The treasure might have been a group of golden statues left by the Romans or a hoard of coins or just a lot of gold and silver.31 No one could agree. The interesting thing is that none of the stories mention what happened to the “treasure” after Richard died trying to get it.
While Richard did indeed die while fighting during Lent and it may have been divine judgment, the treasure story seems to have come from the same sort of wishful thinking that led to the tales of a Templar treasure. Richard was putting down a rebellion of the viscount of Limoges and Chalus-Chabrol was one of several castles that Richard was besieging.32 There wasn’t anything special about it. Like many kings who led their own armies, Richard died in battle.
He is remembered as a hero, a barbarian, a protector of the poor, a greedy and absent king, and a valiant knight. Like many people, my first introduction to Richard was at the end of Robin Hood when Good King Richard comes home to save his country from Bad Prince John. It’s hard to shake a glorious image like that.
But it is just an image. Robin Hood is a legend and the Richard of the story is legend, too. Despite not being able to retake Jerusalem, the crusade was Richard’s finest hour. He must have been to some extent a charismatic person. He certainly inspired devotion and respect from his followers and even from some of his enemies.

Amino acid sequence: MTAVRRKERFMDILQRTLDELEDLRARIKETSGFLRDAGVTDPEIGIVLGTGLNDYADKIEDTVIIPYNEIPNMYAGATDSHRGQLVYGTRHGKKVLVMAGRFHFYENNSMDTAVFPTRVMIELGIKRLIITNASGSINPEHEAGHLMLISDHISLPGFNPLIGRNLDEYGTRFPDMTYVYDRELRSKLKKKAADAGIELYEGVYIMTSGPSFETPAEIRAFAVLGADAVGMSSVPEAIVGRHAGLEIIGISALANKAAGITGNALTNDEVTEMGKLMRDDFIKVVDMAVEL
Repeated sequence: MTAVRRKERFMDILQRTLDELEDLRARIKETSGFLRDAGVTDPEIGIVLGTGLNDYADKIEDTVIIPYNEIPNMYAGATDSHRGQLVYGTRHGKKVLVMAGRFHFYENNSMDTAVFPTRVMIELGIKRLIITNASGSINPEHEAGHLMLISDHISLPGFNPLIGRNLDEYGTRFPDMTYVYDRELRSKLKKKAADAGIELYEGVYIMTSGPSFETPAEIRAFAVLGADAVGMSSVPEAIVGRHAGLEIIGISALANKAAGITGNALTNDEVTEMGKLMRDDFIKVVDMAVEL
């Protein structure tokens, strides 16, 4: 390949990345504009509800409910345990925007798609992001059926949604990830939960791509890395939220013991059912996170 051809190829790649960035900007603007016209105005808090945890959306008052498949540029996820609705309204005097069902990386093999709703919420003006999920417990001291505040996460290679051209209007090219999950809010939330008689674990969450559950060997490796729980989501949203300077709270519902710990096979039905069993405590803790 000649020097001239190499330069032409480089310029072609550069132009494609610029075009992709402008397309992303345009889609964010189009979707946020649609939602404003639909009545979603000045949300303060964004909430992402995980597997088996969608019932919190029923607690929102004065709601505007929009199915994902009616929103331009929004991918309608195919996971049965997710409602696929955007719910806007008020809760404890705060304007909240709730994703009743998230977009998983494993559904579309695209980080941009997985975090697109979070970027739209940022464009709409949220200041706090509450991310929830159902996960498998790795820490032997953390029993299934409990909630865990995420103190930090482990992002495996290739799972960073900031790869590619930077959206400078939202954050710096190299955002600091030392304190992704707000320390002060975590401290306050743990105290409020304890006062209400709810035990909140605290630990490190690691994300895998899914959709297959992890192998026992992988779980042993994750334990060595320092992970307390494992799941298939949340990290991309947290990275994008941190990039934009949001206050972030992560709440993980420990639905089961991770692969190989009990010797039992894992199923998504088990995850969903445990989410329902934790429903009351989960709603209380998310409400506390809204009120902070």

The burning question seems to be whether he was a homosexual. I don’t think there’s enough evidence to decide and actually, I don’t think it’s important. He apparently did have a bastard son in Aquitaine, named Philip.33 His name wasn’t linked to any man in particular, as was the case with Edward II. He and Berengaria spent very little time together and, although they were married eight years, they had no children. But there might have been other reasons for this than his distaste for women. She might have been unable to have children. Richard may have found her unattractive. The fact that he didn’t leave an heir was a serious problem for the stability of his kingdom. But even homosexual kings (and queens, I imagine) have done their duty and produced children.
Does it really have anything to do with what Richard accomplished or failed to accomplish?